Please analyze the quote below from ArabyWhat is the significance/importance of the quote? What did the author want us to understand from it? What does it mean? "Some distant lamp or lighted...
Please analyze the quote below from Araby
What is the significance/importance of the quote? What did the author want us to understand from it? What does it mean?
"Some distant lamp or lighted window gleamed below me. I was thankful that I could see so little. All my senses seemed to desire to veil themselves and, feeling that I was about to slip from them, I pressed the palms of my hands together until they trembled, murmuring: "O love! O love!" many times."
In the narrator of "Araby" by James Joyce, there is a conflict between romantic idealism and religious fervor. In this particular passage, the boy confuses religious and the secular worlds in his mind. Symbolic of this confusion is his entering the back room in which the Catholic priest died, the priest who read secular material such as The Memoirs of Vidocq by Francois Eugene Vidocq, known for his rather prurient works--a most incongruous combination. In contrast, also is the rain that "impinge[s] upon the earth" while the lights, almost spiritual, shine below him.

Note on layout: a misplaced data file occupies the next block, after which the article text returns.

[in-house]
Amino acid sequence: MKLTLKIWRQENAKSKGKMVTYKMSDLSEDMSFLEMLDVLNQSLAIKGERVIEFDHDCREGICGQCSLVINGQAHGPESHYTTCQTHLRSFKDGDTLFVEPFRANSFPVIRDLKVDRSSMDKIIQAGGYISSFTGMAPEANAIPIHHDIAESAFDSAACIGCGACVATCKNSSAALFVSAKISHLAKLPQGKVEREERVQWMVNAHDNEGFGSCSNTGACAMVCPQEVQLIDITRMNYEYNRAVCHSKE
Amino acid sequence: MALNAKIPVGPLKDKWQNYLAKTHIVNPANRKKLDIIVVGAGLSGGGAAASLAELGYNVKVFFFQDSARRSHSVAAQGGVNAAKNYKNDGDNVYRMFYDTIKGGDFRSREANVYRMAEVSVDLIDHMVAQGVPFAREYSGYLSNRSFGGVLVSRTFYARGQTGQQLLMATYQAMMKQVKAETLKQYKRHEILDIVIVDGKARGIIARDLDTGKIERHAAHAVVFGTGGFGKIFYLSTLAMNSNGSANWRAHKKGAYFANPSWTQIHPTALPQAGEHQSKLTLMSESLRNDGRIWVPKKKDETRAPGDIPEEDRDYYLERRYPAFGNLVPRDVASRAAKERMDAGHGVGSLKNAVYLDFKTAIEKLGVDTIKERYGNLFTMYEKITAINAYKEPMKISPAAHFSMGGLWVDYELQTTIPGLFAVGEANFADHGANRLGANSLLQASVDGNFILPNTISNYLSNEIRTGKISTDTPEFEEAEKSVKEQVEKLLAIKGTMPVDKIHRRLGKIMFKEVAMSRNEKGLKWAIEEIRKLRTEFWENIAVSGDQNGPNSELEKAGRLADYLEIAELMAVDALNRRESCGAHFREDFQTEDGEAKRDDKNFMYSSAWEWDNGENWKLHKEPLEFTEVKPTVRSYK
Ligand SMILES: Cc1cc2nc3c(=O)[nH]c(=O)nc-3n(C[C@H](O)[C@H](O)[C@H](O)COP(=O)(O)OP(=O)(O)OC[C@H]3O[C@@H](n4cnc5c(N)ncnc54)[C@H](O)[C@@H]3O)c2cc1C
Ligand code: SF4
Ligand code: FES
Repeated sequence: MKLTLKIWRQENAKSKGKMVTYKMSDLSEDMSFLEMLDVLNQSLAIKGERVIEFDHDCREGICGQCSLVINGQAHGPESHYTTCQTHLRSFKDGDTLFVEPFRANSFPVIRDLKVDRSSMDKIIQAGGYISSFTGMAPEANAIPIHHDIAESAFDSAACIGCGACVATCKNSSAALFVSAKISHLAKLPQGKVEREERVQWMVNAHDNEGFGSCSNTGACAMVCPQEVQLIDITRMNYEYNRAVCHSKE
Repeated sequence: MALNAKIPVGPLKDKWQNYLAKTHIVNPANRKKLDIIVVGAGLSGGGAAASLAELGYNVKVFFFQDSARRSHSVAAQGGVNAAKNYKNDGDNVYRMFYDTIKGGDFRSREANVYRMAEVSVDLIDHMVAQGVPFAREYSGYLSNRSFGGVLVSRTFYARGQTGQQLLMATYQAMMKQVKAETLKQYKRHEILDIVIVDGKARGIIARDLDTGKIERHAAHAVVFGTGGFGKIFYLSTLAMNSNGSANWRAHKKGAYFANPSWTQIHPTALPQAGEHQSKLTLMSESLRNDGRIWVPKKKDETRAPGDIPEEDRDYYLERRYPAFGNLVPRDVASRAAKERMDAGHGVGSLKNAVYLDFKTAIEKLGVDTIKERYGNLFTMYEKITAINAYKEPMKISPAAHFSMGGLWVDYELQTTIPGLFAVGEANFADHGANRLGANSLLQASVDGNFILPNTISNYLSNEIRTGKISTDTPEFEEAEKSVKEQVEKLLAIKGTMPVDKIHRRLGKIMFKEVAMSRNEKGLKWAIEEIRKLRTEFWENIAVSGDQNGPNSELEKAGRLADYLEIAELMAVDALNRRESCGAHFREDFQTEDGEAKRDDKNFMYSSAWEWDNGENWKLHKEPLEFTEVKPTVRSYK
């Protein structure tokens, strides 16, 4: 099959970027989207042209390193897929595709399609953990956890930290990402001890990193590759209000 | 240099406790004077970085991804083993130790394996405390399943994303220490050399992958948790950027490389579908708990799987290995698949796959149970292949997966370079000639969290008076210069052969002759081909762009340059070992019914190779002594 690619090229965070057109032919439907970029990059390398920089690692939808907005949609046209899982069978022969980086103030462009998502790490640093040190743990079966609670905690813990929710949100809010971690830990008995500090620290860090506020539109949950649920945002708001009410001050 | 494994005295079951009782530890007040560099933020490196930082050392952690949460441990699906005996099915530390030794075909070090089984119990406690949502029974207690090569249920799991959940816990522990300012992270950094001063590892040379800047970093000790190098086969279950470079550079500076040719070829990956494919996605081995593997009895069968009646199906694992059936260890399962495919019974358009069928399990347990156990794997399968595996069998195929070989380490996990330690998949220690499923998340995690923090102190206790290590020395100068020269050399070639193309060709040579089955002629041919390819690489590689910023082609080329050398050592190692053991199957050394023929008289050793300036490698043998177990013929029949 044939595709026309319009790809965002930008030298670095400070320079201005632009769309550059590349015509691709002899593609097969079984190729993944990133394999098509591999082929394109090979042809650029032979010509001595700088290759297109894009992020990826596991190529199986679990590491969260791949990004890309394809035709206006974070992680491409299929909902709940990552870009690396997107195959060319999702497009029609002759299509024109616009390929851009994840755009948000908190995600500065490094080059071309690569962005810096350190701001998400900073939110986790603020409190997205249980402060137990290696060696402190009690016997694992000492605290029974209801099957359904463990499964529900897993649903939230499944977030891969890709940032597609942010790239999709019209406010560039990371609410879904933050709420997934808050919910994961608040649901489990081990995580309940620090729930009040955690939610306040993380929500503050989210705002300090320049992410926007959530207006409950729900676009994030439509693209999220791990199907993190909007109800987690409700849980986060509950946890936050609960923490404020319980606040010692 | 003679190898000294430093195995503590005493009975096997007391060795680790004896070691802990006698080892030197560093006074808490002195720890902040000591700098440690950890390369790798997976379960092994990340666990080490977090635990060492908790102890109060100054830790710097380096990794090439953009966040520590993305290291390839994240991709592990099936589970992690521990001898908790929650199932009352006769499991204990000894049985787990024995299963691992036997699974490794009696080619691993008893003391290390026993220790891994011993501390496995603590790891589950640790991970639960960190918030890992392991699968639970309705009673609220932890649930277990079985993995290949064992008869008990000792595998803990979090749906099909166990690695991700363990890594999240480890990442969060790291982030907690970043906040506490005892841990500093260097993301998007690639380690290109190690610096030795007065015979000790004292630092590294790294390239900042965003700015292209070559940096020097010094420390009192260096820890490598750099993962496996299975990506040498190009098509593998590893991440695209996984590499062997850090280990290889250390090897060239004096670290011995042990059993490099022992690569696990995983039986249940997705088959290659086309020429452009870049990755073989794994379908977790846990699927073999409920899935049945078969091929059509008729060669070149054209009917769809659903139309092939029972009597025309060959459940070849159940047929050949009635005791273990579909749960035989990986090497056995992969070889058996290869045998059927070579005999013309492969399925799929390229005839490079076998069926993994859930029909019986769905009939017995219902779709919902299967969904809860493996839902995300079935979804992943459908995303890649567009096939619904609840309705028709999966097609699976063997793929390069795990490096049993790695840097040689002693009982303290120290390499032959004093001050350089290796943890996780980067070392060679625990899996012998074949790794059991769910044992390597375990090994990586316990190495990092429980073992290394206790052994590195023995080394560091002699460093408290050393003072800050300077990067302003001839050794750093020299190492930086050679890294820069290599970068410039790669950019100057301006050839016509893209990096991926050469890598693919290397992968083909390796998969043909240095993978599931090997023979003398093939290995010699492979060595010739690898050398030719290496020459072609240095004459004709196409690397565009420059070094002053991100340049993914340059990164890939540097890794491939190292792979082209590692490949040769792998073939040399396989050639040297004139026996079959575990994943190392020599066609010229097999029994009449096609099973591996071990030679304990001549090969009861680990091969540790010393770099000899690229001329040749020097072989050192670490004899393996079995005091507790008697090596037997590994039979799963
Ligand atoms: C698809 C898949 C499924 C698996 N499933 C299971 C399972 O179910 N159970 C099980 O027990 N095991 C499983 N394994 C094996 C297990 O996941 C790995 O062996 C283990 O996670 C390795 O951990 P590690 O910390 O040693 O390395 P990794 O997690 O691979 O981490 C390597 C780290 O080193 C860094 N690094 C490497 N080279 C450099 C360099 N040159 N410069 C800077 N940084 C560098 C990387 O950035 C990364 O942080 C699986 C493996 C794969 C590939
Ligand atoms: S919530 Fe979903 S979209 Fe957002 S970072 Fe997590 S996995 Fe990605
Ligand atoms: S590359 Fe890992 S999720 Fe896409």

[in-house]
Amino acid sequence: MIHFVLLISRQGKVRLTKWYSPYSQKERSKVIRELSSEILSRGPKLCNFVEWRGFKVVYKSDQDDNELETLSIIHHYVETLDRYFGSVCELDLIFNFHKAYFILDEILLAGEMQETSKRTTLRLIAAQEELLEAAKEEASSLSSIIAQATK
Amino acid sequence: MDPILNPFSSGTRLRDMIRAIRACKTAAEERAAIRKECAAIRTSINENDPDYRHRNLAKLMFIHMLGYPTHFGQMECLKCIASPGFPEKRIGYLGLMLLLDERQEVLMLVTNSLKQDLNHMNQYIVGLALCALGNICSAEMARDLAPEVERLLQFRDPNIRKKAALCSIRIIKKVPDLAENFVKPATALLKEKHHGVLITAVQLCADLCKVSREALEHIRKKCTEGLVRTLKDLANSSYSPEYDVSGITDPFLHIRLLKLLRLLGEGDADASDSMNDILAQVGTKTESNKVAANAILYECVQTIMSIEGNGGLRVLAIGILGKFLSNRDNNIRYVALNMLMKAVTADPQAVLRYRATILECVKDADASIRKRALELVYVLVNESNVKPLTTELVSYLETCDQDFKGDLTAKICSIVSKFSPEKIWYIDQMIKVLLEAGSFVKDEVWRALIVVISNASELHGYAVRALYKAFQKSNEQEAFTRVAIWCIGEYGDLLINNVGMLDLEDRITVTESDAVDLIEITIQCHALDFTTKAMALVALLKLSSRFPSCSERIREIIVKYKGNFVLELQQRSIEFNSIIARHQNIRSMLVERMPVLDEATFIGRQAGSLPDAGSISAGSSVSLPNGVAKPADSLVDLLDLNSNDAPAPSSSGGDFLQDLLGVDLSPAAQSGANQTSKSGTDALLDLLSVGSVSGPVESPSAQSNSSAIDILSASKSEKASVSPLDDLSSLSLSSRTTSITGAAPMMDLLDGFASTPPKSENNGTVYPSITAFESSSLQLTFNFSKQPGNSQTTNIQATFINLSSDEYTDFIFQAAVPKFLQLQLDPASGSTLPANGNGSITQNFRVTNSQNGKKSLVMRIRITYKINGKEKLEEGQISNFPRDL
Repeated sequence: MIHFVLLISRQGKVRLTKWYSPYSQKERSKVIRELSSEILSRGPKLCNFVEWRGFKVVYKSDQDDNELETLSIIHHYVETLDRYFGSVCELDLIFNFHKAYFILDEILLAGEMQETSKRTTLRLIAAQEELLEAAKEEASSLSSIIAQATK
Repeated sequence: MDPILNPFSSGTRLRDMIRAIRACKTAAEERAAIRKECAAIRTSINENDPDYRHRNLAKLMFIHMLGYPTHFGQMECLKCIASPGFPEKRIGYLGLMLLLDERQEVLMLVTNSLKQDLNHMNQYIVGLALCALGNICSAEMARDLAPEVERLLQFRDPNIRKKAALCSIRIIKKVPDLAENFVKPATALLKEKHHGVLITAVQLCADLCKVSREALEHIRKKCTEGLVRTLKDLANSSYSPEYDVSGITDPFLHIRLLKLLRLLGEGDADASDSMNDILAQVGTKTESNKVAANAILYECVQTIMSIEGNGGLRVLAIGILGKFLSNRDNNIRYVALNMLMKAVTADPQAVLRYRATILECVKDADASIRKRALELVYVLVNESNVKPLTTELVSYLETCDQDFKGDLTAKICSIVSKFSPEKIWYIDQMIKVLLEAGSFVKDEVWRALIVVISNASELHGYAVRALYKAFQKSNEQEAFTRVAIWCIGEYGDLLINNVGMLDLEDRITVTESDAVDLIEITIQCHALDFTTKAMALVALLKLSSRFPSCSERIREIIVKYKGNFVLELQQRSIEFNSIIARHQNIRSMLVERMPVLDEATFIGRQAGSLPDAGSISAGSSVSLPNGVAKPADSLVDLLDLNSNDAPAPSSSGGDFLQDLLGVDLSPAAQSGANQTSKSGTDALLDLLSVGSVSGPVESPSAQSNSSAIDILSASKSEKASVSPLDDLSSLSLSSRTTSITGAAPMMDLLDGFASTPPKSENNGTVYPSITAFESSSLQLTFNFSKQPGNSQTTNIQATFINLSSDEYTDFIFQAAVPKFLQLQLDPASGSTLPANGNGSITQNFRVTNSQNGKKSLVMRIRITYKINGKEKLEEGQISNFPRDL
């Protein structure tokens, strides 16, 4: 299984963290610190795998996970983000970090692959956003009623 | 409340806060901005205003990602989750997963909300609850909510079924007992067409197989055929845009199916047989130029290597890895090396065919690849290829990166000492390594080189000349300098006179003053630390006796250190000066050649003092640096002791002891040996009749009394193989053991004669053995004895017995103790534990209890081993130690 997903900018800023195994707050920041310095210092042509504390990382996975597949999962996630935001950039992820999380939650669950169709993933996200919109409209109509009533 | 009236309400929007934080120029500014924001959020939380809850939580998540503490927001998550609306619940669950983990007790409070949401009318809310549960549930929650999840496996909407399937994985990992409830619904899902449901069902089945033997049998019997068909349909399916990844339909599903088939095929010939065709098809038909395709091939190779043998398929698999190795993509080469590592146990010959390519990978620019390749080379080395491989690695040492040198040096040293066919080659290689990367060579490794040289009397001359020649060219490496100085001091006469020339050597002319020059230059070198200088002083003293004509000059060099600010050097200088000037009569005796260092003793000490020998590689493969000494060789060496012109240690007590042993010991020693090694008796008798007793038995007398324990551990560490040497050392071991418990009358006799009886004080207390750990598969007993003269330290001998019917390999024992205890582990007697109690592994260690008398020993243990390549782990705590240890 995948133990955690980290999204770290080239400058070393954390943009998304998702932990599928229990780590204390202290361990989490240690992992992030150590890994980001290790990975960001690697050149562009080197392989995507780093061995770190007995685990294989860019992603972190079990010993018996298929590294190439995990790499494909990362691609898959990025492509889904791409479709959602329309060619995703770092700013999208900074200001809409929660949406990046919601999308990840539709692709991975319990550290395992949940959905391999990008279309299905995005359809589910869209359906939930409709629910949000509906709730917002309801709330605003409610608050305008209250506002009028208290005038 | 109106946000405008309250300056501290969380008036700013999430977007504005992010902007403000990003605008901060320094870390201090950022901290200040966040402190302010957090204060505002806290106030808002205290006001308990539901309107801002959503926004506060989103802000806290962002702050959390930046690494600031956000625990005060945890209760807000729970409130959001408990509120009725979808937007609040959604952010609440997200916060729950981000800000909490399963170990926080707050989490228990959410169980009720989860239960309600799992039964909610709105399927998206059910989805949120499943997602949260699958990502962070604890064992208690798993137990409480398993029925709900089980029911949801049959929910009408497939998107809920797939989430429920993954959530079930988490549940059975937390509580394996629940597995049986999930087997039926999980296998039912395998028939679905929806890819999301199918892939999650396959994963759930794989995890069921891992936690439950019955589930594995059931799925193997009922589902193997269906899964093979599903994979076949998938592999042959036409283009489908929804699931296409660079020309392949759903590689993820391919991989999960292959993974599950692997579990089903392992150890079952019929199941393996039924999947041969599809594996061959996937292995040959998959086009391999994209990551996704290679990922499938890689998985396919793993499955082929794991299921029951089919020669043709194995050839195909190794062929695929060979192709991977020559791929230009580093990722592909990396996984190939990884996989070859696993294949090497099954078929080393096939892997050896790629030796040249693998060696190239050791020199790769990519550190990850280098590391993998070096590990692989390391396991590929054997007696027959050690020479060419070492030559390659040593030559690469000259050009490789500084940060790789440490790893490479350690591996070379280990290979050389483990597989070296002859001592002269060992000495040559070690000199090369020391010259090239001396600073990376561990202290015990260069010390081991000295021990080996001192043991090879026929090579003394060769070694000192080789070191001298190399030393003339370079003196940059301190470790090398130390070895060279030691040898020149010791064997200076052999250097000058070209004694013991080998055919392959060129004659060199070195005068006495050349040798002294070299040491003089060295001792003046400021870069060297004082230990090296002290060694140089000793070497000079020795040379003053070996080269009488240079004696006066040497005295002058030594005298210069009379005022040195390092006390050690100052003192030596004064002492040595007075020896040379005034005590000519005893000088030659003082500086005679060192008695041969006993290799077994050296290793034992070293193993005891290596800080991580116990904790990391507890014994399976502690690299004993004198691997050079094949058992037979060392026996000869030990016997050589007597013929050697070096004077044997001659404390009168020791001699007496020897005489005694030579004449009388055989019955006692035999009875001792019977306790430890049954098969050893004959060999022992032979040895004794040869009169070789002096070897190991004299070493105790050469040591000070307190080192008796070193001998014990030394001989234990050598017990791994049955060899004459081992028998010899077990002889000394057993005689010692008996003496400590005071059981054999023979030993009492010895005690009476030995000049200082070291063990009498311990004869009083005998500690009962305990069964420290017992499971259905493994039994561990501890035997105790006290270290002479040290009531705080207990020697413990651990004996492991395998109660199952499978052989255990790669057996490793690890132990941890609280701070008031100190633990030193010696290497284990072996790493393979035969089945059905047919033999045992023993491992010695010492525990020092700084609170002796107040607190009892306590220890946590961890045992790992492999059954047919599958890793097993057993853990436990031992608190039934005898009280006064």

Further, religious words are used as the narrator describes his burgeoning sexual feelings being "veiled," suggesting the veils that women wore in church. In addition, the narrator puts together his hands with the palms touching as in prayer as he "murmurs," as one reciting the rosary, "O love! O love!" repeatedly. This line, reminiscent of Romeo's speech when he meets Juliet, suggests infatuation and romance, rather than religious feelings.
The conflict of the romantic crush with his religious fervor is what leads the narrator to his epiphany, the recognition of the mundaneness and triviality of the bazaar with the disillusionment of his idealized romanticism.